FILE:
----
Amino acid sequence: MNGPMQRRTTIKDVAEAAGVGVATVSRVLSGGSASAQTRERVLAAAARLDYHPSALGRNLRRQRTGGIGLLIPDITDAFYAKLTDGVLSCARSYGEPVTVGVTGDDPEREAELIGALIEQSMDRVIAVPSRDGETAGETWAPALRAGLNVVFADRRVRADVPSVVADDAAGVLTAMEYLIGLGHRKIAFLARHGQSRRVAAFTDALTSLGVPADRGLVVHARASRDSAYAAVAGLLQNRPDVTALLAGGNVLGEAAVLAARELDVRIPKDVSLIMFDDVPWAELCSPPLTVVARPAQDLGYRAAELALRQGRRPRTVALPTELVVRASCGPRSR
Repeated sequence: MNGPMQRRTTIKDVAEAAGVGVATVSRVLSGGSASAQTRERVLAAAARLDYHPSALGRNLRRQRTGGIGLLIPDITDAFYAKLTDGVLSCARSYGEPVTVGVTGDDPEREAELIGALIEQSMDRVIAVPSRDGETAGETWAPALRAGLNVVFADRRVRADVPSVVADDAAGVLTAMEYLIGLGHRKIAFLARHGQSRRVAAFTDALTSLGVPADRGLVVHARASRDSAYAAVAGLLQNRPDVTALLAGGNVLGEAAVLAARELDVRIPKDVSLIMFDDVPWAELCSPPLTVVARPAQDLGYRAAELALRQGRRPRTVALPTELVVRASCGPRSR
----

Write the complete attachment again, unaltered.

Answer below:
Amino acid sequence: MNGPMQRRTTIKDVAEAAGVGVATVSRVLSGGSASAQTRERVLAAAARLDYHPSALGRNLRRQRTGGIGLLIPDITDAFYAKLTDGVLSCARSYGEPVTVGVTGDDPEREAELIGALIEQSMDRVIAVPSRDGETAGETWAPALRAGLNVVFADRRVRADVPSVVADDAAGVLTAMEYLIGLGHRKIAFLARHGQSRRVAAFTDALTSLGVPADRGLVVHARASRDSAYAAVAGLLQNRPDVTALLAGGNVLGEAAVLAARELDVRIPKDVSLIMFDDVPWAELCSPPLTVVARPAQDLGYRAAELALRQGRRPRTVALPTELVVRASCGPRSR
Repeated sequence: MNGPMQRRTTIKDVAEAAGVGVATVSRVLSGGSASAQTRERVLAAAARLDYHPSALGRNLRRQRTGGIGLLIPDITDAFYAKLTDGVLSCARSYGEPVTVGVTGDDPEREAELIGALIEQSMDRVIAVPSRDGETAGETWAPALRAGLNVVFADRRVRADVPSVVADDAAGVLTAMEYLIGLGHRKIAFLARHGQSRRVAAFTDALTSLGVPADRGLVVHARASRDSAYAAVAGLLQNRPDVTALLAGGNVLGEAAVLAARELDVRIPKDVSLIMFDDVPWAELCSPPLTVVARPAQDLGYRAAELALRQGRRPRTVALPTELVVRASCGPRSR